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Putin Censors Informational HIV Website


Russian officials would rather forget HIV exists altogether than discuss uncomfortable topics like safe sex and homosexuality.

A Russian website featuring information on treating and preventing HIV mysteriously vanished last week. The Ukrainian paper Kyiv Post reports that the Russian government has blocked an LGBT health awareness website Parni PLUS (Guys PLUS) for challenging Russia’s sacred traditional family values. It’s the latest website to be targeted by state-run agencies.

On April 28, the website’s administrators received a notice from Roskomnadzor, The Federal Service for Supervision of Communications, Information Technology and Mass Media. Roskomnadzor is the Russian federal watchdog responsible for the censorship of media and telecommunications.

The notice explained that a January 26 ruling in a district court in the Altai Territory prevents Parni PLUS and other websites from distributing information “contains information [which] challenges family values ​​that promote unconventional sexual relations.” The notice didn’t specify which content supposedly violated the law. The notice also was delivered so late that it was past the window of opportunity to appeal the verdict, giving only the illusion that an appeal was possible. Despite missing the deadline, Parni PLUS has hired a lawyer to attempt to appeal anyways.

The Russian government has already blocked everything from LinkedIn to Reddit and threatened to block Facebook in its aggressive crackdown on what it allows on the internet.

Russia’s 2013 anti-gay propaganda law — deemed illegal by a European court last year — has set a precedent for the way gay and lesbian men and women are treated in Russia. The county’s LGBT attitudes overlap and affect HIV and AIDS resources and services. Russian President Vladimir Putin, unsurprisingly, has also failed to denounce reports of horrific anti-gay crimes in Chechnya. Likewise, Putin’s anti-gay selling points were included in his re-election propaganda videos last February.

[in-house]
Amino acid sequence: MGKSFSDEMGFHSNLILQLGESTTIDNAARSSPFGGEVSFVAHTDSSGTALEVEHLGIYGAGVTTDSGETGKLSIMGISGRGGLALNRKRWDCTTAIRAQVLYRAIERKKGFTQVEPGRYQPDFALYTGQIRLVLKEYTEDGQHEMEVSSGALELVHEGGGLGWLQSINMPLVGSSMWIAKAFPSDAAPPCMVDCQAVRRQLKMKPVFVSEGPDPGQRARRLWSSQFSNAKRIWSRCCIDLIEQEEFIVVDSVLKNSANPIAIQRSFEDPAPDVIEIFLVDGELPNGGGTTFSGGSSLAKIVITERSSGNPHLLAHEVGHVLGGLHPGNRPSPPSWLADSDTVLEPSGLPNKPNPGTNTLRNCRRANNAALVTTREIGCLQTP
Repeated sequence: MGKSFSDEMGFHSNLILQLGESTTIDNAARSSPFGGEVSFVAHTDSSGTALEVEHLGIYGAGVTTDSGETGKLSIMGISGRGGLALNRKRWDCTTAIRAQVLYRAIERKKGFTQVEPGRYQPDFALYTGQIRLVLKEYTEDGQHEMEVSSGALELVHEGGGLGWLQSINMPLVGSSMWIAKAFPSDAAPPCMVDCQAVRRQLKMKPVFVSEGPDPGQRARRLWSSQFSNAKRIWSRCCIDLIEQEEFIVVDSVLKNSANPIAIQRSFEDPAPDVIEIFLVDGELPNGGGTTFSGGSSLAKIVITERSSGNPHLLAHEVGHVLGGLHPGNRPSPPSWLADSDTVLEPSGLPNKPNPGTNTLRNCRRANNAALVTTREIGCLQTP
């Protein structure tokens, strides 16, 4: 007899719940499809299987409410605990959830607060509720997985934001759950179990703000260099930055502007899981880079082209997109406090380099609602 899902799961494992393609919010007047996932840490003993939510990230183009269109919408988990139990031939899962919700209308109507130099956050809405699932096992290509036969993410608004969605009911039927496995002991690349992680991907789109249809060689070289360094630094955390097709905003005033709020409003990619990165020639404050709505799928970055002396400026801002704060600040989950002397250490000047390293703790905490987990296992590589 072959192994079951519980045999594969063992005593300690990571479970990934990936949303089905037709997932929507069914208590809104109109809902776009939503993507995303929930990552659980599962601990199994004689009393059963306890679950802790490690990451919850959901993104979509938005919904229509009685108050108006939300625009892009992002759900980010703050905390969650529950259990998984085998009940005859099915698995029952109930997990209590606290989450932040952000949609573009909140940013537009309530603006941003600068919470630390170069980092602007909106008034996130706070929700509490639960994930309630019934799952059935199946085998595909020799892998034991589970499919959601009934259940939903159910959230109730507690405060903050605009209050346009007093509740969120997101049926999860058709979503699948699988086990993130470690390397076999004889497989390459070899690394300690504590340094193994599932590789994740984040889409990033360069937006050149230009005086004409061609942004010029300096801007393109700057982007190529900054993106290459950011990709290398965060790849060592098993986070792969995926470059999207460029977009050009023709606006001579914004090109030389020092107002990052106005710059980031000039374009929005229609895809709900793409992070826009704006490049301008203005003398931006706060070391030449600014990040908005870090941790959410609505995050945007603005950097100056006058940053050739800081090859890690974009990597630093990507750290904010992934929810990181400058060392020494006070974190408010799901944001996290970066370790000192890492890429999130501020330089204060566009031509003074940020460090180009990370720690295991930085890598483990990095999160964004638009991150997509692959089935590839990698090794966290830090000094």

The website has been around for a decade, providing LGBT sexual health information including information on family issues. “Our resource has existed for more than 10 years and consistently informs people about the HIV situation in Russia, gay health issues and other events of the LGBT world,” the website administrators said in a statement.

Recently, Roskomnadzor blocked hundreds of thousands of IP addresses owned by Amazon and Google, According to the human rights group Rokomsvoboda. Just a month ago, a separate court order was issued to for promoting “gay propaganda.”

Roskomnadzor’s infamous blacklist includes LinkedIn, Reddit, many Wikipedia pages, the official website of Jehovah’s Witnesses, bitcoin websites, and almost any mention of LGBT or drugs, whether it’s history or informational data. A handy webtool is available to see if Roskomnadzor currently blocks your own website by listing it on its blacklist. Roskomnadzor also threatened to block Facebook as recently as last September.

Hate and stigma have fueled the incidence of HIV infection in Russia. Researchers have known about the correlation for over a decade and published results in a 2006 study. “The results demonstrated that the perception that HIV was associated with immoral behavior underpinned stigma,” researchers wrote. “Discriminating attitudes are strongly associated with misperceptions regarding transmission and frequent over-estimation of risks from casual contact. The general population was unforgiving to those who had become infected sexually or through drug use.”

Getting the Russian government to back off of websites that inform visitors about HIV is only the short-term solution. The long-term solution begins with the general population and the negative way they look at people living with HIV, clouded by stigma and fear.






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Benjamin M. Adams